A terrace with a fire pit in the middle surrounded by chairs with cushions and a parasol
 A terrace with a fire pit in the middle surrounded by chairs with cushions and a parasol

Alpine views from a snug Crans Ambassador terrace

In the first installment of our luxury travel views columns, LUX’s Editor-in-Chief Darius Sanai checks in at the Hotel Crans Ambassador in Crans-Montana, Switzerland

All holiday locations go through phases of being in and out of fashion. St Tropez, so Bardot-chic in the 1960s, was not a place to boast about in the 1990s, but came back with a bang in the Zeros.

Similarly with ski resorts. St Moritz took a yo-yoing in the cool stakes; Courchevel, always upmarket, was really made by Russian money following French fashion and may have plateaued Klosters peaked with (then) Prince Charles in the 1980s and has faded mildly ever since.

And so to Crans-Montana, a rarity in Switzerland in being a meld of traditional village and newish (late 20th century) resort. All the rage in the 1980s, it faded from the global spotlight (while keeping its loyal clientele, largely drawn from old-school European money) in the ensuing decades as Verbier, opposite and down the valley, grew in stature due to its big off-piste offering.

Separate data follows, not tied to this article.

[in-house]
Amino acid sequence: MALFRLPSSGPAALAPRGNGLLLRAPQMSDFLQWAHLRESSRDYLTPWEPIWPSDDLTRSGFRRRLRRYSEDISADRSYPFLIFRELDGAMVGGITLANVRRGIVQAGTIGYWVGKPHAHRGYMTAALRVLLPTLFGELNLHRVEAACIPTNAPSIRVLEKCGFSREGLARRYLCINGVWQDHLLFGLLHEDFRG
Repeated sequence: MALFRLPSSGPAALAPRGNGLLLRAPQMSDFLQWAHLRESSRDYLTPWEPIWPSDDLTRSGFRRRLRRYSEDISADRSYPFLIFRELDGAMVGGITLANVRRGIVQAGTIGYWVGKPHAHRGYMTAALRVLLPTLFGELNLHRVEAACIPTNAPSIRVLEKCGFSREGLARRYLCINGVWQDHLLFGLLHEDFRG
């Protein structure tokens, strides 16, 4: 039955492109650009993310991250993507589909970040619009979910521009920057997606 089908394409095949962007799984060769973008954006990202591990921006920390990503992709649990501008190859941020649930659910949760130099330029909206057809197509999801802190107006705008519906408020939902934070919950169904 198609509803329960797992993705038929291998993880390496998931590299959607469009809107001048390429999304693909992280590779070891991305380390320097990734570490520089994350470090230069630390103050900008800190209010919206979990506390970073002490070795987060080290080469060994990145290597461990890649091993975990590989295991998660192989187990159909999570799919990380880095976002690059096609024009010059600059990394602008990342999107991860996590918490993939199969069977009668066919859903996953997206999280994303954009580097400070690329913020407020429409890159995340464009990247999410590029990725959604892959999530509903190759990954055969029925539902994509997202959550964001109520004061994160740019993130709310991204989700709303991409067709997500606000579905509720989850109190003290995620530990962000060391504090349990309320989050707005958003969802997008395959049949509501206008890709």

orange food on a grey plate with sauce

Fresh Peruvian/Asian fusion flavours at La Muña

Now, Crans is coming back. This was evident in our first night at the Ambassador. In the soulful La Muña restaurant, looking out over snowfields to a vista of mountains glowing in the moonlight, the sommelier recommended a Swiss red wine. After sampling it – a delightful balance of spice, delicacy, savoury herbs and black fruits – we asked where was from. “Just here,” was the response, with a smile and a gesture to the snowfields. The vineyards making this magnificent wine were a few hundred metres down the slopes.

Not that have great wine estates (there are a number in the Rhône valley below) is a marker for a hot ski destination, but, as cuisine becomes more local and clients more discerning, the Ambassador is a showcase of how that should work.

Our room – all lavish- cosy Alpine chic, had a breathtaking view over snowfields and the Rhône valley to the high peaks of the Valais, and a broad balcony big enough to play ice on (almost).